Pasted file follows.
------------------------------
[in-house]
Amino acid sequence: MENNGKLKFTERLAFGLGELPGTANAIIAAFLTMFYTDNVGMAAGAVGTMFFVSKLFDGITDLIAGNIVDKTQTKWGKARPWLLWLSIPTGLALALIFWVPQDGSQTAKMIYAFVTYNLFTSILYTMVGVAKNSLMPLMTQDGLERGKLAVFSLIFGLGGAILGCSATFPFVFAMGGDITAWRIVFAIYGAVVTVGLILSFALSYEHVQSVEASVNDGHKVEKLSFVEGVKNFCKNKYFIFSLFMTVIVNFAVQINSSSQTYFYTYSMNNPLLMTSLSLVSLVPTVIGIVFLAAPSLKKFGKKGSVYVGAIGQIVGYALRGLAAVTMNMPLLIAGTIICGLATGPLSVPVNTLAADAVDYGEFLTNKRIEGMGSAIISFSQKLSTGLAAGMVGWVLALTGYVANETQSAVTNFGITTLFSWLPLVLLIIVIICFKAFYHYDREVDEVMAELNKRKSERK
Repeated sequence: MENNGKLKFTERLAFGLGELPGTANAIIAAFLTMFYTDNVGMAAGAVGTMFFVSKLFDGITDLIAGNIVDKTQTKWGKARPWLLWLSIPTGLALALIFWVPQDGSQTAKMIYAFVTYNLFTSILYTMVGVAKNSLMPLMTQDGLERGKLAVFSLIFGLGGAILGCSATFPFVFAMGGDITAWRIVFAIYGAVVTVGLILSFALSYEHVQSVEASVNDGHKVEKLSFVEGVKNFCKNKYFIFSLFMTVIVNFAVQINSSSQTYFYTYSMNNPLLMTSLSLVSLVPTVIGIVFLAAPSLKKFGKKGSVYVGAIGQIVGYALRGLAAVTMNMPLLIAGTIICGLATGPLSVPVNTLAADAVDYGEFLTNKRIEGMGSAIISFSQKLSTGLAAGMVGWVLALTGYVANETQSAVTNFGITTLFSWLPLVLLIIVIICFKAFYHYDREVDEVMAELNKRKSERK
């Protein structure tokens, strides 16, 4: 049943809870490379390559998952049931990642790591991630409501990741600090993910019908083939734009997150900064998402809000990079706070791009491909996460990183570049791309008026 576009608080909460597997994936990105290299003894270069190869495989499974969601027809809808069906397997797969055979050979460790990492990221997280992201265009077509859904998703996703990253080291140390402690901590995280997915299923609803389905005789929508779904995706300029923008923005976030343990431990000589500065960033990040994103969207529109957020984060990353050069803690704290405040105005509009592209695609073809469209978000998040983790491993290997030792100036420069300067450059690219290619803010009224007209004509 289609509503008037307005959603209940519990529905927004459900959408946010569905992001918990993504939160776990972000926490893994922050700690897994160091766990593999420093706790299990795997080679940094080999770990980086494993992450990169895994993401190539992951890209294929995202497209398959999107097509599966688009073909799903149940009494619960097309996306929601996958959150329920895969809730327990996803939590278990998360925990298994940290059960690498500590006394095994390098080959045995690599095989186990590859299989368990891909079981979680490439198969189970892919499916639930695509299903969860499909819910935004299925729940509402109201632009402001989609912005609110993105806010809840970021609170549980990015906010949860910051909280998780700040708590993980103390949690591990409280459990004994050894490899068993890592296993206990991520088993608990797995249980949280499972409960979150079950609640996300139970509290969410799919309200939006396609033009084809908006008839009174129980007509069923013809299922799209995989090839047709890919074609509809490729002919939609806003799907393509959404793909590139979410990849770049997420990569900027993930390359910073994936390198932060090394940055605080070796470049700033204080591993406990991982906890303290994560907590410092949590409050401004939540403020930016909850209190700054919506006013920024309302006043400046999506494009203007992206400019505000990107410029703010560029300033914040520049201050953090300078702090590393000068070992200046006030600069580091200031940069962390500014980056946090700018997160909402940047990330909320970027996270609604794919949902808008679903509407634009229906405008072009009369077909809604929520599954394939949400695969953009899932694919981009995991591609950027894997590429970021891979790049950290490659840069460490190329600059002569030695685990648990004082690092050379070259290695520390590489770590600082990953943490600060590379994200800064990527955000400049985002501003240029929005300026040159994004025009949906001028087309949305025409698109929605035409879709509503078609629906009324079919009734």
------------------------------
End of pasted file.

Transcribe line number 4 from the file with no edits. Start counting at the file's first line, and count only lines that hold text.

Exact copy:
């Protein structure tokens, strides 16, 4: 049943809870490379390559998952049931990642790591991630409501990741600090993910019908083939734009997150900064998402809000990079706070791009491909996460990183570049791309008026 576009608080909460597997994936990105290299003894270069190869495989499974969601027809809808069906397997797969055979050979460790990492990221997280992201265009077509859904998703996703990253080291140390402690901590995280997915299923609803389905005789929508779904995706300029923008923005976030343990431990000589500065960033990040994103969207529109957020984060990353050069803690704290405040105005509009592209695609073809469209978000998040983790491993290997030792100036420069300067450059690219290619803010009224007209004509 289609509503008037307005959603209940519990529905927004459900959408946010569905992001918990993504939160776990972000926490893994922050700690897994160091766990593999420093706790299990795997080679940094080999770990980086494993992450990169895994993401190539992951890209294929995202497209398959999107097509599966688009073909799903149940009494619960097309996306929601996958959150329920895969809730327990996803939590278990998360925990298994940290059960690498500590006394095994390098080959045995690599095989186990590859299989368990891909079981979680490439198969189970892919499916639930695509299903969860499909819910935004299925729940509402109201632009402001989609912005609110993105806010809840970021609170549980990015906010949860910051909280998780700040708590993980103390949690591990409280459990004994050894490899068993890592296993206990991520088993608990797995249980949280499972409960979150079950609640996300139970509290969410799919309200939006396609033009084809908006008839009174129980007509069923013809299922799209995989090839047709890919074609509809490729002919939609806003799907393509959404793909590139979410990849770049997420990569900027993930390359910073994936390198932060090394940055605080070796470049700033204080591993406990991982906890303290994560907590410092949590409050401004939540403020930016909850209190700054919506006013920024309302006043400046999506494009203007992206400019505000990107410029703010560029300033914040520049201050953090300078702090590393000068070992200046006030600069580091200031940069962390500014980056946090700018997160909402940047990330909320970027996270609604794919949902808008679903509407634009229906405008072009009369077909809604929520599954394939949400695969953009899932694919981009995991591609950027894997590429970021891979790049950290490659840069460490190329600059002569030695685990648990004082690092050379070259290695520390590489770590600082990953943490600060590379994200800064990527955000400049985002501003240029929005300026040159994004025009949906001028087309949305025409698109929605035409879709509503078609629906009324079919009734």